Second, if the employee is elected, the employee’s official actions can lead to other backlash against the employer. If, for instance, the employee votes for something that is good for the employer (or bad for the employer’s competitors), there might be accusations that the employee was bribed to do this by implicit employer offers of promotion or other favorable on-the-job treatment; or there might be accusations that the employee was forced to do this by implicit employer threats of firing or other retaliation. And accusations that an employer is trying to influence specific votes would be even more damaging — perhaps to the point of a criminal investigation — than accusations that an employer is just trying to bar an employee from running for office altogether. The government office’s recusal rules might diminish this problem, but they won’t eliminate it.
Third, if the employee is elected, this could make it harder for the employer to discipline the employee, for instance if a manager would be affected in his private life by some issue pending before the commission (e.g., some zoning or development question) and is worried about irritating the now-politically-powerful subordinate. And of course even a part-time post as a commissioner can sometimes keep the employee from being available during normal working hours.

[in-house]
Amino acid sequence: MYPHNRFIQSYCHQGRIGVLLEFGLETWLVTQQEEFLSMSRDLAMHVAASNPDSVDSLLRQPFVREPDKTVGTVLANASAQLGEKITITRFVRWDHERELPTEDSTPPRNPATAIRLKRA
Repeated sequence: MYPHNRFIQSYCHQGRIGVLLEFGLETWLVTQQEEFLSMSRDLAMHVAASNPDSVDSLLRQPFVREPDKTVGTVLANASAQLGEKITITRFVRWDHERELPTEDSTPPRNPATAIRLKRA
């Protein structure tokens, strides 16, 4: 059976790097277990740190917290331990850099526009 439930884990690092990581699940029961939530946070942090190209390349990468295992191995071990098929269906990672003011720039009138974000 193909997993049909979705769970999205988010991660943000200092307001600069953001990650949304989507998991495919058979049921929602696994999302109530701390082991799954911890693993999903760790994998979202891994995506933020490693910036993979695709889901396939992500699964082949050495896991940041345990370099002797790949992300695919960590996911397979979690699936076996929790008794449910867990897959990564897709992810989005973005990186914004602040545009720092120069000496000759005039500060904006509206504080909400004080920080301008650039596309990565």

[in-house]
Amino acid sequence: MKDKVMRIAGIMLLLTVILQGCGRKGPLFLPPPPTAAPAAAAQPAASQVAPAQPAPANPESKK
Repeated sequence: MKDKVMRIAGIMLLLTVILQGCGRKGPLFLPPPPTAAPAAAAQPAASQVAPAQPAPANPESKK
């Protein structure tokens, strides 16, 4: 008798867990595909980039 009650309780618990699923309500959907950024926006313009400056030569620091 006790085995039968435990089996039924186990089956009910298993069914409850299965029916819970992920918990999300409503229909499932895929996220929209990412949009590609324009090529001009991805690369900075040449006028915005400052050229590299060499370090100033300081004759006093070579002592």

Naturally, many employers might nonetheless find that having an employee in political office is nonetheless good for their business, or neutral. And one can argue that there are public benefits to increasing the pool of prospective officeholders, notwithstanding the burden that the officeholding might impose on their employers. But it does seem to me that many employers might reasonably conclude that having employees run for office poses too much risk of harming the company, and causing the employee to be a net liability for the company rather than a net asset. And that’s one reason (together with the general presumption of employment at will) in favor of courts’ not creating a common-law rule barring employers from dismissing employees who run for office.